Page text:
Friday, August 15, 2008

Cucumbers cost Al Qaeda public support in Iraq

A bizarre ruling banning women from buying suggestively shaped vegetables such as cucumbers, and the brutal slaying of children, lost Al Qaeda the support of the Iraqi population, it emerged yesterday.

Al Qaeda's enforcement of a severe form of Islamic law sapped support among the people for its campaign against American and Iraqi forces, allowing Arab tribal leaders to drive Al Qaeda out of the strongholds it had created.

Sheikh Hameed al-Hayyes, a Sunni tribal leader from a former Al Qaeda stronghold in the west of Iraq, said: 'I saw them slaughter a nine-year old boy like a sheep because his family didn't pledge allegiance to them.'

Life under Al Qaeda was not only violent but also farcical.

'They even killed female goats because their private parts were not covered and their tales were pointed upward,' Hayyes said.

'They regarded the cucumber as male and tomato as female. Women were not allowed to buy cucumbers, only men.'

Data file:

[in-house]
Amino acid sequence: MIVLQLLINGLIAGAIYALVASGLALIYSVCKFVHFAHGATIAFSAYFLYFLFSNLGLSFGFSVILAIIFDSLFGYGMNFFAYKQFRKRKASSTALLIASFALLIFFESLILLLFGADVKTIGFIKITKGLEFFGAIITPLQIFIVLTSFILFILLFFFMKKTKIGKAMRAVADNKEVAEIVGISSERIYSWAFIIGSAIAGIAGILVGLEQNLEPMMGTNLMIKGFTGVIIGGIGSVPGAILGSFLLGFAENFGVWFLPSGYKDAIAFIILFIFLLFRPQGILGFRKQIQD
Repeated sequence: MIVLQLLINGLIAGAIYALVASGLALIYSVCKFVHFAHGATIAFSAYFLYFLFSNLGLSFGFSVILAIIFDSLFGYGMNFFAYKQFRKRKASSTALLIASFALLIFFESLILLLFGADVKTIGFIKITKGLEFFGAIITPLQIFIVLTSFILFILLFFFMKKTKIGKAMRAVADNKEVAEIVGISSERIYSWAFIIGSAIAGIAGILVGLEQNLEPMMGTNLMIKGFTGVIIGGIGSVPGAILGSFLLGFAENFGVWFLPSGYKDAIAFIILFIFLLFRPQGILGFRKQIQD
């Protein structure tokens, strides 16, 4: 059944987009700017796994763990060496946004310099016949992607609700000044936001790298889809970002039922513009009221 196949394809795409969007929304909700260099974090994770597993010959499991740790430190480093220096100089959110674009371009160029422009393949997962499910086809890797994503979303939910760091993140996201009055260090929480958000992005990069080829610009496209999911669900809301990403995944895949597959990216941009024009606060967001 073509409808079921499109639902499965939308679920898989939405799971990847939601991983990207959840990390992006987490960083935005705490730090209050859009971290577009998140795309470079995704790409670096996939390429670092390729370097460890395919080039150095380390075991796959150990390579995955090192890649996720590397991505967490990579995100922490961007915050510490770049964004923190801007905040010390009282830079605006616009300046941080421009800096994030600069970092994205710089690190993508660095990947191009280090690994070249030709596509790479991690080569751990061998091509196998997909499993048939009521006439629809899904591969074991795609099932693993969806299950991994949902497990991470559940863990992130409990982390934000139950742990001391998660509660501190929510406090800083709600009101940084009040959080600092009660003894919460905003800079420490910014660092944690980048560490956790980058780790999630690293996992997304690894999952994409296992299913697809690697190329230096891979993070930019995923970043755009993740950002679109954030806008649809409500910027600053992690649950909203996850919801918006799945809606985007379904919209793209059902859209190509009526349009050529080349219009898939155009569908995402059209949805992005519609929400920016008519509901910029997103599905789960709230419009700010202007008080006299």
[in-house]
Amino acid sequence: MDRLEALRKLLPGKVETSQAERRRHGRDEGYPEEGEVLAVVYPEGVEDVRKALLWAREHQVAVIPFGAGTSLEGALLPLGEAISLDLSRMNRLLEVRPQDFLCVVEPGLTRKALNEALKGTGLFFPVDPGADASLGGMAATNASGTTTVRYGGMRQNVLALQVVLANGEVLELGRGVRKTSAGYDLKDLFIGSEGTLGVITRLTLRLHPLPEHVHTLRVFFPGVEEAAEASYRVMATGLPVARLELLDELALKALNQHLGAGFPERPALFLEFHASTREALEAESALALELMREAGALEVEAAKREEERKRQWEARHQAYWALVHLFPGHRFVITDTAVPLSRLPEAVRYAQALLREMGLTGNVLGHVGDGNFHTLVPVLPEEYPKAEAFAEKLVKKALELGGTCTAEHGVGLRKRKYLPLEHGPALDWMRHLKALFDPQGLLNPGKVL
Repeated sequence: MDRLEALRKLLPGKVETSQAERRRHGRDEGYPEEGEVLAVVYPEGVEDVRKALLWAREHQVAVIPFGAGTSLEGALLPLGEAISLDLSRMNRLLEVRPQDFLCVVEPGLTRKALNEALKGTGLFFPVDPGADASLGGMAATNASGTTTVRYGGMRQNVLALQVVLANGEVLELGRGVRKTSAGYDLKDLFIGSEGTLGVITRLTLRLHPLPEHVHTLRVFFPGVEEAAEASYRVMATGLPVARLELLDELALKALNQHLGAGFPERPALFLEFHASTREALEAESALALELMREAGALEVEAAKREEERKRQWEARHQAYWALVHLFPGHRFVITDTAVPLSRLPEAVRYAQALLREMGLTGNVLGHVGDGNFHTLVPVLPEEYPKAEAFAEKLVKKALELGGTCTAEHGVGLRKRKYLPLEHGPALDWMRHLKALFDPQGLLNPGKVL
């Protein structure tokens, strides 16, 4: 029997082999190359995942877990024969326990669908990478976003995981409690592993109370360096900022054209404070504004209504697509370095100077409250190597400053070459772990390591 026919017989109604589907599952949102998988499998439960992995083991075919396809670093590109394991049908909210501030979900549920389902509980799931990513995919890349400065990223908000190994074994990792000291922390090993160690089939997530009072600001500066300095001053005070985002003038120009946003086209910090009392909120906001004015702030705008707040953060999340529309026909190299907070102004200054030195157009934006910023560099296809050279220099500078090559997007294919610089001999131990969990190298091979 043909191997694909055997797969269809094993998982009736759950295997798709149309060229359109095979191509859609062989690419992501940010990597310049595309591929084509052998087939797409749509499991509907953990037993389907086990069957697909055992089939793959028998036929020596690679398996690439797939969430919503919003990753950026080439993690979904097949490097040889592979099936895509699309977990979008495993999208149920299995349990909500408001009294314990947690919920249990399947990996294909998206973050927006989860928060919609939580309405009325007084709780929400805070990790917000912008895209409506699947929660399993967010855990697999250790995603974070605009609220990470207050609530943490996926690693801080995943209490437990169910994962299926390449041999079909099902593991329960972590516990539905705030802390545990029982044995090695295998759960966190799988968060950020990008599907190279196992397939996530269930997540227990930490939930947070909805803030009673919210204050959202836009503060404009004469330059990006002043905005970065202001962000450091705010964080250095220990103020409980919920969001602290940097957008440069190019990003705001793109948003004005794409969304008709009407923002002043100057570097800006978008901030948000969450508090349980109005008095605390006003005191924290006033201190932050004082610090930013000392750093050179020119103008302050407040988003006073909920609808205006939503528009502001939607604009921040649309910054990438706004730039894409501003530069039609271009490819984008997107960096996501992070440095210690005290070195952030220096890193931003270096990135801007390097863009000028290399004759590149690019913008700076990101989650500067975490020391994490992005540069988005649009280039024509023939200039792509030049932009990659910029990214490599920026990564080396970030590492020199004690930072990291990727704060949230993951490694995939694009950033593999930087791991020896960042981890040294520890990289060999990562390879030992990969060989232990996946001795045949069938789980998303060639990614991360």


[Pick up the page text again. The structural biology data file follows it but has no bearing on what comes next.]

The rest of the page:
Men would have fingers cut off for smoking, hair salons and shops selling cosmetics were bombed, and ice-cream salesmen were killed because ice cream was not available during the time of Islam's Prophet Mohammad.

'Al Qaeda wanted to kill me and blow up my shop because I sold music CDs,' said Ahmed Yasin from Samarra, north of Baghdad.

Singing, shaving and the medical treatment of women by male doctors were all among activities considered by Al Qaeda to be forbidden by Islam.

'Al Qaeda prohibited the shaving of beards and banned sideburns and long hair.

'Barbers were killed because they did not obey,' said Kais Amer, a barber from Mosul in the north of Iraq.

Leaflets threatened women with kidnap or death for not wearing an all-enveloping robe.

The forced marriage of Iraqi women and girls to al Qaeda members by tribes intimidated by the group was not uncommon.

Disgusted by such acts, Sunni Arab tribal leaders - whose men once formed the backbone of the insurgency against American and Iraqi forces - turned on Al Qaeda in late 2006, and with American backing helped to remove Al Qaeda.

Until the overthrow of former President Saddam Hussein in 2003, Iraq was largely secular in outlook.

Iraqis of different sects and ethnicities intermarried, women would dress in jeans and T-shirts and Baghdad was packed with bars and discos.

America claims that Iraqi rejection of the Al Qaeda rules is one reason behind a drop in the number of bomb attacks targetting Iraqi civilians and coalition troops.


1 comment:

  1. MississippiMud,

    I heard about this on the Infidel Blogger's Alliance. In many ways, militant Islam is its own worst enemy.